A woman has won her legal battle to keep the home she shared with her partner despite opposition from his estranged wife.
The court heard that Joy Williams and her partner Norman Martin had owned their home as tenants in common for 18 years. Mr Martin had separated from his wife but they had not divorced. He had not updated his will to leave his share of the property to Ms Williams.
He died of a heart attack in 2012. As the couple lived in their home as tenants in common, his share automatically passed to his wife.
Ms Williams took legal action to assert her right to the property. Mr Martin’s wife, opposed the move, claiming that she and her husband had not been estranged.
The court ruled in favour of Ms Williams. It held that it was quite plain that she and Mr Martin had lived together effectively as husband and wife, and were in a committed relationship “in which they expected to spend the rest of their lives”.
It was fair and reasonable, therefore, that she should retain an absolute interest in the home they had shared.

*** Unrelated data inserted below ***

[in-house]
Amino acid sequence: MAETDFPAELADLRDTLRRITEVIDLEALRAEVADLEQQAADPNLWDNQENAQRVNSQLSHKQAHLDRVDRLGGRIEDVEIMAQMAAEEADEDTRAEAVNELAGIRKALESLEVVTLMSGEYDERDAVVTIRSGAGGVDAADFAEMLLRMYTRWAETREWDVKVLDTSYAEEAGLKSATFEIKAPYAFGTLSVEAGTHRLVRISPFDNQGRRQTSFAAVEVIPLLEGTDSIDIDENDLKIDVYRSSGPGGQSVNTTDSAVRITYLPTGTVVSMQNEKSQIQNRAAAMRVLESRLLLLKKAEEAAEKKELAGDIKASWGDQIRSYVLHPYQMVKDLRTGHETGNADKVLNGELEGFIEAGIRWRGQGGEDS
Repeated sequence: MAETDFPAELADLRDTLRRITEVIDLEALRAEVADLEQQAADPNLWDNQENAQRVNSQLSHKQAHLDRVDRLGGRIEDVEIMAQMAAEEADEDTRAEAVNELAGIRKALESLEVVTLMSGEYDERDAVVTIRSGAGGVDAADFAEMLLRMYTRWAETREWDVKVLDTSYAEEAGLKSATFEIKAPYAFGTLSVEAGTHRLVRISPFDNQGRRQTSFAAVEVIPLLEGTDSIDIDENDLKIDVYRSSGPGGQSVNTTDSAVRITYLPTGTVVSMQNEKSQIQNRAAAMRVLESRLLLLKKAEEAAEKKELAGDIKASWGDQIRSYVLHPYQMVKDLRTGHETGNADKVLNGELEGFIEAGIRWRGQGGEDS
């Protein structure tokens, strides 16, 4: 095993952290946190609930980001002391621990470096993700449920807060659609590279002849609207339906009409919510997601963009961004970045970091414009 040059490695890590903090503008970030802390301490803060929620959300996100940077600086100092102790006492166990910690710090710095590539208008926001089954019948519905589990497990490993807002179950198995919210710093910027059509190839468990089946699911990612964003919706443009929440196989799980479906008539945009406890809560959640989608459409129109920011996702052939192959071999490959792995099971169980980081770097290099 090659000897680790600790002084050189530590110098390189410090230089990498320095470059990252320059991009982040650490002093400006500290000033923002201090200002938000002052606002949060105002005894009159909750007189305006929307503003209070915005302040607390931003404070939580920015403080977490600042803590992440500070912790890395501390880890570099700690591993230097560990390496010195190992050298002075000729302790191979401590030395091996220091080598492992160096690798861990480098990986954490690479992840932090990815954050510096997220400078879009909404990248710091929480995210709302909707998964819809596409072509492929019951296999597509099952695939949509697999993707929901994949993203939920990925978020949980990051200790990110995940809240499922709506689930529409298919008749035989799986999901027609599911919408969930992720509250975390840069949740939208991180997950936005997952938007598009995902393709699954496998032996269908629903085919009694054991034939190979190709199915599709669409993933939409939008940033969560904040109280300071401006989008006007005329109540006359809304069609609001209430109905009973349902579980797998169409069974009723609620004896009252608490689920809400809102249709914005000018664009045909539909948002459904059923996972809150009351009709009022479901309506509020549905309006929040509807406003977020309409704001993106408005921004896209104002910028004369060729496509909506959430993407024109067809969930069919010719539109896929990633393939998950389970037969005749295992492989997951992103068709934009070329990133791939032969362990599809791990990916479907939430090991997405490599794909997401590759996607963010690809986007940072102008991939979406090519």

Speaking to the BBC afterwards, Ms Williams said: “What has been traumatic for me is that this level of serious relationship is not currently recognised by the law and I therefore had to bring this claim in court to achieve some security and to obtain this result.”
The case highlights that cohabitants have little protection under the law and can be vulnerable in situations like this or if the relationship breaks down. It is essential that couples make a will to ensure that their property goes to the people they choose and wish to protect.
Please contact us if you would like more information about the issues raised in this article.
 EWHC 1592 (Fam)
Williams and Martin
Judge Nigel Gerald